Now keep in mind that I never saw this coming. I never planned on getting into the sandal making business until I discovered that good sandals were a very rare commodity these days. With the exception of a few custom shops, like a place I know in downtown Asheville, North Carolina, a person pretty much has to leave the United States to shop for good sandals. Yes, I’ve looked online but I could never conclusively find anything met the criteria.

So after many disappointing sandal shopping excursions and after buying lots of pairs over the years I’d come to that opinion that the perfect pair just didn’t exist and so consequently I kind of fell into settling for wearing sandals that didn’t make me happy.

I had a foot injury, which I’ll explain later, that made me realize how a simple thing like foot wear can make the difference in the whole happiness equation.

After some simple study I have discerned that the perfect pair of sandals has 3 characteristics: they have to be comfortable, they have to wear for years, and they have to get more beautiful over time.

I guess I really didn’t know till recently that I had been on the sandal quest for 30 years.

I had bought sandals all over the world – six continents and who knows how many countries – and most recently bought sandals for Sarah and me in Italy on the island of Capri. I loved the styles that I bought there but I found that they weren’t particularly comfortable and they didn’t like to stay on my feet. The pairs I bought in Colombia the year before were handsome but uncomfortable as hell. I just couldn’t reconcile myself to a lengthy break in period. And Washington, DC summers where I was living at the time might have had longer summers than Northern Michigan where I grew up; but not by that much. And it didn’t seem right that I should have to nurse a pair of knotty, stiff peasant sandals till they might someday possibly loosen up. I tried to make them work but in the end I just couldn’t get used to the uncomfortably thick toe thong..

So way back when, before I decided to take the proverbial bull by the horns, I considered different options. Buy local? Nope. Every shoe department in Washington, DC like most everywhere else in the United States sold pretty much the same thing. Sports sandals and flip fops; all invariably made in Asia and all out of the same cheap synthetic materials. I couldn’t really find anything that was a better value proposition so I settled for one of the Reef brand’s flip flops. That model had a comfortable leather upper but the sandal could only deliver a single summer’s service because like clockwork on September 15th the synthetic bottom that it was glued to wore out.

I got positively angry the 3rd time that happened. I do not like stuff that wears out. I have long subscribed to the notion ‘buy the best you can afford and cry only once.’ And I do not like it when some company perceives to play me for a fool. Nor do I like being part of a relationship that has me situated always on the losing end of the proposition. And I find the hypocrisy of making and selling shit that wears out to be positively appalling; 80% of everything we buy ends up in a landfill in a few months time.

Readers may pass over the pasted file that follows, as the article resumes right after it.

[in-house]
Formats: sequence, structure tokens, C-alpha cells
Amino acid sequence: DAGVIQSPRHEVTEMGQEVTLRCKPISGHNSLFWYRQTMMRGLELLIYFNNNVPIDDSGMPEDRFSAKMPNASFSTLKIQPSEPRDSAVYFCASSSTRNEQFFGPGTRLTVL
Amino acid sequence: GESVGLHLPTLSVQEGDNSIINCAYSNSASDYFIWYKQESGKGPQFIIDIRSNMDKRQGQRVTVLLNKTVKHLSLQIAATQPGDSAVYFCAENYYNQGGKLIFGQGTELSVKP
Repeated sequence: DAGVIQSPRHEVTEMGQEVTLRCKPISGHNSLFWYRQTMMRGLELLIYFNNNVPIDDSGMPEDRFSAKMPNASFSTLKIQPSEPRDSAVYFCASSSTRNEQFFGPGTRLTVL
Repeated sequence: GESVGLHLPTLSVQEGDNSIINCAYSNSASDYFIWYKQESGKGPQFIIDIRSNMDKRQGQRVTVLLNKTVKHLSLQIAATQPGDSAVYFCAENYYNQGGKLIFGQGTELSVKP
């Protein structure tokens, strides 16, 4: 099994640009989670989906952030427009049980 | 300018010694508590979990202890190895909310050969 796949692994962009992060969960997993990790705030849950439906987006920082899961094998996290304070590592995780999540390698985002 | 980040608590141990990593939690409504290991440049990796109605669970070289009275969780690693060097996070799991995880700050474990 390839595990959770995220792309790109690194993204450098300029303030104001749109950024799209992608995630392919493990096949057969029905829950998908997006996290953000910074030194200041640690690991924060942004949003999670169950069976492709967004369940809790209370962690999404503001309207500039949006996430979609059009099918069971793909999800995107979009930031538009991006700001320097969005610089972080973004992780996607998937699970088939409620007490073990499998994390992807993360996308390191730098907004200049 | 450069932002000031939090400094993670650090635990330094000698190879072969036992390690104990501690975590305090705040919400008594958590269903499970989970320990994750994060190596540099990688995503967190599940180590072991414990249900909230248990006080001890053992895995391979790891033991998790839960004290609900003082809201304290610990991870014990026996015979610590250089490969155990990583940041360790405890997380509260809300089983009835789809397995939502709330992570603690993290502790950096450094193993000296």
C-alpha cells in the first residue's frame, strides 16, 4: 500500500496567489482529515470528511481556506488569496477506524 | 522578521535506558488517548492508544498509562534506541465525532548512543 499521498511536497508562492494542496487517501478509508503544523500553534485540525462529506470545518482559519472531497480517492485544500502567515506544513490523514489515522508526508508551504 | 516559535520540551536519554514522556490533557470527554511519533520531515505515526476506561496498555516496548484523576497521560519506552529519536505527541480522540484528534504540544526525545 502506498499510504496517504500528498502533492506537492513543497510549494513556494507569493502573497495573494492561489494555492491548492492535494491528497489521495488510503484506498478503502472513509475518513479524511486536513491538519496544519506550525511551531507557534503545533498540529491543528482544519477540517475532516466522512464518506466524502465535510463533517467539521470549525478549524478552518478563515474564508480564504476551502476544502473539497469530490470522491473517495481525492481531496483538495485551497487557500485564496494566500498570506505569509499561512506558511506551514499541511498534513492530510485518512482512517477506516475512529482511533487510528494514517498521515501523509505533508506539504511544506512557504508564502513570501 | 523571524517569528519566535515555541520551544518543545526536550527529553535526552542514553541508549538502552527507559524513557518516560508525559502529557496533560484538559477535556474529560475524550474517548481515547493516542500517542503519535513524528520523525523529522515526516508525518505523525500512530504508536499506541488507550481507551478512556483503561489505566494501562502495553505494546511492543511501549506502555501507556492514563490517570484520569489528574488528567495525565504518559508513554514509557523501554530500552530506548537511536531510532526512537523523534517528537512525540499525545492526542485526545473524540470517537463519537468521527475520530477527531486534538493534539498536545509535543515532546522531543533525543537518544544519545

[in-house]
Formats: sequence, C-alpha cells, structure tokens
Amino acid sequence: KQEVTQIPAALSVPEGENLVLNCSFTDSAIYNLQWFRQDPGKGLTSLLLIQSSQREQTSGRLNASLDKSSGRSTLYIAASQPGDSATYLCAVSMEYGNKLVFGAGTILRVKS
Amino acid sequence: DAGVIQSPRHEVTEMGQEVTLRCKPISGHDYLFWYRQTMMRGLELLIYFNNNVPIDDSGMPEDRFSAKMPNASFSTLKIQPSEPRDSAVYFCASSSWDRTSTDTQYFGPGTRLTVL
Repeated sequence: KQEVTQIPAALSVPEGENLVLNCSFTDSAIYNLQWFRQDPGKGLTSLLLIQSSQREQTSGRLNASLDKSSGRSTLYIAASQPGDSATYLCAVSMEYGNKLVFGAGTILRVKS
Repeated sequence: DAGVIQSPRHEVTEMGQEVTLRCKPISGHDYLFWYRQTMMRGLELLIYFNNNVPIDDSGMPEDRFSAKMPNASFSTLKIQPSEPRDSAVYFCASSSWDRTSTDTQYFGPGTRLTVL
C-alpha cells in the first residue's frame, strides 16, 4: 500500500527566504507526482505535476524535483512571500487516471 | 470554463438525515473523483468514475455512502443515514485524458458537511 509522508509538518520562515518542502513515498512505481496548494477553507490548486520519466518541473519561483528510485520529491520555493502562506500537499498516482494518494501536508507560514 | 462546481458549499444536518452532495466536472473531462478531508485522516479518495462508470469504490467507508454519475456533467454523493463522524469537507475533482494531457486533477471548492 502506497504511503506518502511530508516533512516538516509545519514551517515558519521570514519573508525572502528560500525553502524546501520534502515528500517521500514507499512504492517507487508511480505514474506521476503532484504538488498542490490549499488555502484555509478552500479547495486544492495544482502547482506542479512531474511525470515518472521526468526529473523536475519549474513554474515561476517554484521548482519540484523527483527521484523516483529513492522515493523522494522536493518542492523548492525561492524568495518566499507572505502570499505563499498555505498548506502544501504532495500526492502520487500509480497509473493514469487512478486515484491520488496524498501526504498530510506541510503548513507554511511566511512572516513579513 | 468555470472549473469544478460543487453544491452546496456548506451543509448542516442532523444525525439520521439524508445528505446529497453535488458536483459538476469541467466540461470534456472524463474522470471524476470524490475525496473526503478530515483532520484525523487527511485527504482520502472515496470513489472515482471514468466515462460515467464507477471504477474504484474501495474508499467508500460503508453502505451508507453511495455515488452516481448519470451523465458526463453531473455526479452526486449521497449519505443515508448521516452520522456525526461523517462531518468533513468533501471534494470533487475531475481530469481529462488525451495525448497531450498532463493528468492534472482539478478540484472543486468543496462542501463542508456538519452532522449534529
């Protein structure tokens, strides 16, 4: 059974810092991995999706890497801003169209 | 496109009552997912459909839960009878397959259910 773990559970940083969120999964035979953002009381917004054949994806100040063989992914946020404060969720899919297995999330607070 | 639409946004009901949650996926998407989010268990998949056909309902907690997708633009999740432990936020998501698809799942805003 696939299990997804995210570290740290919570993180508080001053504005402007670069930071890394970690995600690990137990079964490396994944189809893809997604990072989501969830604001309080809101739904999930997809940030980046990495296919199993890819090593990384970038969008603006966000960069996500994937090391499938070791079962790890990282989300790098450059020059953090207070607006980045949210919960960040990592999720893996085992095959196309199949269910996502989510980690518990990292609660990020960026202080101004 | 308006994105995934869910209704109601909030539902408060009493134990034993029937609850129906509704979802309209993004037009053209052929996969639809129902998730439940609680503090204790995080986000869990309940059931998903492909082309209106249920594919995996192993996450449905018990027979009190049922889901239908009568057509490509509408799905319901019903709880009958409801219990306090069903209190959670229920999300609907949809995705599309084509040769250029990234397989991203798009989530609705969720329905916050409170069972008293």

And every company out there purports to be green but that is mostly their creative sales and marketing talking.

Historically I had long preconceived opinions about foot wear; some of which weren’t necessarily correct. I used to be a distance runner but injured my left foot 10 years ago and I thought that I never would run again as my foot just kept getting weaker. I found and read ‘Born To Run’ and after more study realized that the traditional treatment and therapy for foot problems like mine were totally upside down.
Born To Run inspired me and got me back on my feet and running once again; this time in the barefoot minimalist style (shoes w/o orthotics) and long story short, it wasn’t long before I was back to distance running again.

So what did that have to do with the sandals? Two significant points – first, as my feet got stronger I discovered that my feet loved that new minimalist structure. So much in fact that it wasn’t long before I couldn’t comfortably wear normal shoes anymore. My feet no longer needed things like arch support. Two – I, as a grumpy old man and persnickety old-school engineer, finally made up his mind not to buy anymore of those sandals that wore out after a single season. And furthermore, I vowed not to buy any company’s products that were created with a specific shelf-life; great for the economy (esp. China) but infuriating for someone me.

So I had a dilemma that was compounded by the fact that my side interest of running had somewhere along the way overtaken my career interests.

I was fortunate for the timing because the complete lifestyle overhaul I had done a few years earlier meant that I no longer needed to fund a lifestyle upkeep because at that point I didn’t really own anything anymore. I had gotten rid of my car years before and sold my last house in 2007. So it wasn’t hard to conclude that I could opt out of my present job of fetching shit for assholes (aka defense related engineering in Washington, DC) and follow those new found interests to see where they led.

So once I made up my mind it took all of about 30 days to give up both my small Capitol Hill apartment and my engineering career. I gave my daughter the last of my favorite stuff including all my books, the handmade bookcases, the matching pair of leather chairs, my Moroccan carpet, a few good pots and pans, and assorted odds and ends.

I packed my remaining stuff into two bags then boarded a plane the next day for Mexico City.

And in the end it was as simple as that; I was headed south to find the huarache trail.